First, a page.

Occident (the "West") The term "Occident" is derived from the Latin word occidens meaning "west," where the sun sets. This term has been used to describe the "West." Though it can be argued that the term is falling into disuse in English, the term is used by Westerners and non-Westerners to refer to that which is "Western." The opposite term "Orient" is more commonly used in the West as a convenient means to refer to the "Eastern world" in general. More...
Occidentalism A quality, mannerism, or custom specific to or characteristic of the Occident (the West). The term "Occidentalist" refers to a person with scholarly knowledge of Occidental (Western) cultures, while the term "Occidentalism" refers to the study of Western societies and cultures. Due to centuries of cultural biases, a reevaluation of both "Occidental" and "Oriental" studies must be undertaken by objective and well-trained scholars. More...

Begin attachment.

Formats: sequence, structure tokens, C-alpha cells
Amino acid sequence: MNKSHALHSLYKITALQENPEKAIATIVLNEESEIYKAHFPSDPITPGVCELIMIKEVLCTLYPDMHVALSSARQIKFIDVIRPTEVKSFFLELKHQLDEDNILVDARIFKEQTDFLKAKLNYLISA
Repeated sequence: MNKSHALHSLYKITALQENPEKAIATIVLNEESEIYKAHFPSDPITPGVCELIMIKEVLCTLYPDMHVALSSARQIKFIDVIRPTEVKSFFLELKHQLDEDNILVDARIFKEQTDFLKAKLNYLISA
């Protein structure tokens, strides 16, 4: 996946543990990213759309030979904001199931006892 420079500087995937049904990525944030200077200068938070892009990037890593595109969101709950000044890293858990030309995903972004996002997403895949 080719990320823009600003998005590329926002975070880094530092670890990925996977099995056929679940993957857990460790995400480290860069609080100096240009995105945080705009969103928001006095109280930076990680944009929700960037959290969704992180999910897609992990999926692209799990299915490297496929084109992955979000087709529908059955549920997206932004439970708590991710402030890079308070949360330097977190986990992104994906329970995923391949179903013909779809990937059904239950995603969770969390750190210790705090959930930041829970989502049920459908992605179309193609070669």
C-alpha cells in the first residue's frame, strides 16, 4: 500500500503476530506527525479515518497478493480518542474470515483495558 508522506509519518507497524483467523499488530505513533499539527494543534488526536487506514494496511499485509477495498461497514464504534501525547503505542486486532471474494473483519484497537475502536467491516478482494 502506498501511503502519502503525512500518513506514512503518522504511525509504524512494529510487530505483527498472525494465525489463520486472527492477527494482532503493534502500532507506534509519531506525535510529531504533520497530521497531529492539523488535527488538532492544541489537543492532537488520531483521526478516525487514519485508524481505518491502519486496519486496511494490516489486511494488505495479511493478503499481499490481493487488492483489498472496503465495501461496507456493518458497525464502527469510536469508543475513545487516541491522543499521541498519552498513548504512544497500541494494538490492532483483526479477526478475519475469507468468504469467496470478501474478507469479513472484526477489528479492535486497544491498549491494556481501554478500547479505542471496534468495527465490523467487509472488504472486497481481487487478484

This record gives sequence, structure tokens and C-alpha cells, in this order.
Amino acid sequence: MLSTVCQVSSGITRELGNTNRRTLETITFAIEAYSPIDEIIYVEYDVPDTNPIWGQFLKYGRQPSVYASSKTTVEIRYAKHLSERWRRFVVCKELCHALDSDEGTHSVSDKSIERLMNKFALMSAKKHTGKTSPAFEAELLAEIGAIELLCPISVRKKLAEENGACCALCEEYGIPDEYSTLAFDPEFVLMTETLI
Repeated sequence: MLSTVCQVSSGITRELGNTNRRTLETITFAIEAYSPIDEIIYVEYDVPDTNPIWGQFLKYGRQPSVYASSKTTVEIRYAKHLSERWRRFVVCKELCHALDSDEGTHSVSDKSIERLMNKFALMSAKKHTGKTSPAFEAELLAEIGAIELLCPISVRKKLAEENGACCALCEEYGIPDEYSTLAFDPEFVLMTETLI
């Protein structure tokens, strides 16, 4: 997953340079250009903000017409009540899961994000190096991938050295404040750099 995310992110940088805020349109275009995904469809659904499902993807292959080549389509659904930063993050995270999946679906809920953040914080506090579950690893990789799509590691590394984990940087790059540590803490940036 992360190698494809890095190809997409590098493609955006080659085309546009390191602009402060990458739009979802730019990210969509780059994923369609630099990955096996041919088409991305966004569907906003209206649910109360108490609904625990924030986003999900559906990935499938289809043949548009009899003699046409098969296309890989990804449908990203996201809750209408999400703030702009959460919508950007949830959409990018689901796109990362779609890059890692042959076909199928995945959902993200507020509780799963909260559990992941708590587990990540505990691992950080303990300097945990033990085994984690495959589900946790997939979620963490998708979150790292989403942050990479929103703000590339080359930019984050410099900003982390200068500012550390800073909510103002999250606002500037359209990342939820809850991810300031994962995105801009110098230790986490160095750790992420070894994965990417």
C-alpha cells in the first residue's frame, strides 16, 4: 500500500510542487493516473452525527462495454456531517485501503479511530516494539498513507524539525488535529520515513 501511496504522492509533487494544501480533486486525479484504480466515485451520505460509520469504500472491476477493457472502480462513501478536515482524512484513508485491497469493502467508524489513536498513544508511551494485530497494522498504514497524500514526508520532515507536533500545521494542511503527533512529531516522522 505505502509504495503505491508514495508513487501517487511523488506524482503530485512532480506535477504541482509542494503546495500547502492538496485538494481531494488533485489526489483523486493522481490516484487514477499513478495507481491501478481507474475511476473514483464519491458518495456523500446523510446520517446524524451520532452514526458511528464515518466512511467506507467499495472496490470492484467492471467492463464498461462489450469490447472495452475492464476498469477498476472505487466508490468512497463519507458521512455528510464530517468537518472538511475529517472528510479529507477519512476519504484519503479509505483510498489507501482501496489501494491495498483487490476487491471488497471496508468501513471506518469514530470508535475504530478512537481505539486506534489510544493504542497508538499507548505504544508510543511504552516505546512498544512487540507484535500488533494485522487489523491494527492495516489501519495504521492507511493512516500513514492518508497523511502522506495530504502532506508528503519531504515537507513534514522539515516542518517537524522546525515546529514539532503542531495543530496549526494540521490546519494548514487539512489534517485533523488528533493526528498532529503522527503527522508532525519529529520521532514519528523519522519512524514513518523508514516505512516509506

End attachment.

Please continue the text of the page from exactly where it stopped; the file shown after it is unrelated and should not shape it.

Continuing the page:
Odoric of Pordenone Franciscan monk who traveled via Constantinople (Istanbul) and the Black Sea to Persia, and then via the Indian Ocean to India in the early 1320s. From there he sailed around southeast Asia to the east coast of China and spent several years in Beijing. His claim to have returned via Tibet is said to be dubious, although he apparently traveled overland, arriving back in Venice via the Black Sea and Istanbul. His lengthy travel account, which he dictated in 1330, became a "best seller," in part because of Odoric's indiscriminate mixture of fictitious elements with more authentic information. He occasionally notes aspects of Chinese culture that were not described by Marco Polo.